Perhaps tellingly, Volvo included an image of an S60 in its press release announcing the US plant

Perhaps tellingly, Volvo included an image of an S60 in its press release announcing the US plant

Come 2018, Volvo Cars will finally have the production base that it has needed in North America for decades. The company isn't yet saying which model(s) it will build there. So which ones seem the most likely?

Looking back at the brand's recent sales history in the US, the XC60 jumps out as the car it should be making locally. The current one is VCNA's best seller and a new one (project code: V426) is due in 2017. Given that the Berkeley County plant will have an initial capacity of 100,000 units a year, it's unlikely, even including exports, that the XC60 would be the only vehicle to be made there.

Would the XC90 also be US-built? It's possible, but we already know that this recently-launched big SUV will also be made in China, so adding a third plant doesn't seem to make a lot of sense. Having said that, the old-shape XC90 was a brisk seller in the US back in the 2000s and the second generation model should do well there too. Similarly, the successor to the XC70, which will be called V90 Cross Country, could be another option.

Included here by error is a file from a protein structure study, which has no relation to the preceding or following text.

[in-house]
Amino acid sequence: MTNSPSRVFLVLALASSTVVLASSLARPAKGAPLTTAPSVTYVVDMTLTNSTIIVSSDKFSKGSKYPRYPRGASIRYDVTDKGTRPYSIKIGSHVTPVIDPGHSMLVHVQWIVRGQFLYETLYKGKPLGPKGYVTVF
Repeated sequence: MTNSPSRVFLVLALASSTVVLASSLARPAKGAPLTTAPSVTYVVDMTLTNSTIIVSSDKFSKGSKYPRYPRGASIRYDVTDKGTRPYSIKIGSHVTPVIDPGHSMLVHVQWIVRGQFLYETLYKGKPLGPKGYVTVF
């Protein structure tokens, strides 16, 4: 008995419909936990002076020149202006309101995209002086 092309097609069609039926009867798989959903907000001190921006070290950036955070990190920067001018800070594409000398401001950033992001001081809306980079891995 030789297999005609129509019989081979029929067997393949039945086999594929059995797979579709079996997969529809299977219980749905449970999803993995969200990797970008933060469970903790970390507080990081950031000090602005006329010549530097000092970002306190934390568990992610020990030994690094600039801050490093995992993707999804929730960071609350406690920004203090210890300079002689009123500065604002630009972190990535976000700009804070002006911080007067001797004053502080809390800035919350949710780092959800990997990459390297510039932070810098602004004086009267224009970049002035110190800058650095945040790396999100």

What may well join the next XC60 at Berkeley County would be V431, the successor for the S60. The existing S60 has another two-three years of production to go, but it is in serious sales trouble in the US at the moment, as buyers turn to similarly sized SUVs and crossovers. Like all of VCC's other choices for the South Carolina factory, V431 will be based on the SPA architecture.

Models aside, the other big unanswered question following the announcement earlier today is powertrains? Will Volvo take the same exchange rate risk as BMW Group does by importing its engines from Europe? The German firm can get away with this, given the high transaction prices of the SUVs that it builds in Spartanburg. But Volvo is still in the very early days of attempting to reposition itself as a premium brand.

The Swedish firm has ambitious plans to nearly double its global sales. Its performance in the US, once its best market, continues to disappoint. In 2014, Volvo's registrations dipped by eight percent to just 56,000 vehicles. The new XC90 will, the Geely-controlled OEM hopes, restore its fortunes in North America. The vehicle's high pricing and lack of any engines with more than four cylinders could hold it back, however.

Further details on what is planned for the Berkeley County site are eagerly awaited. Volvo has not gone into any specifics of what kind of vehicle build will take place, but a company source has told just-auto.com that this will be "a manufacturing plant", not a CKD one.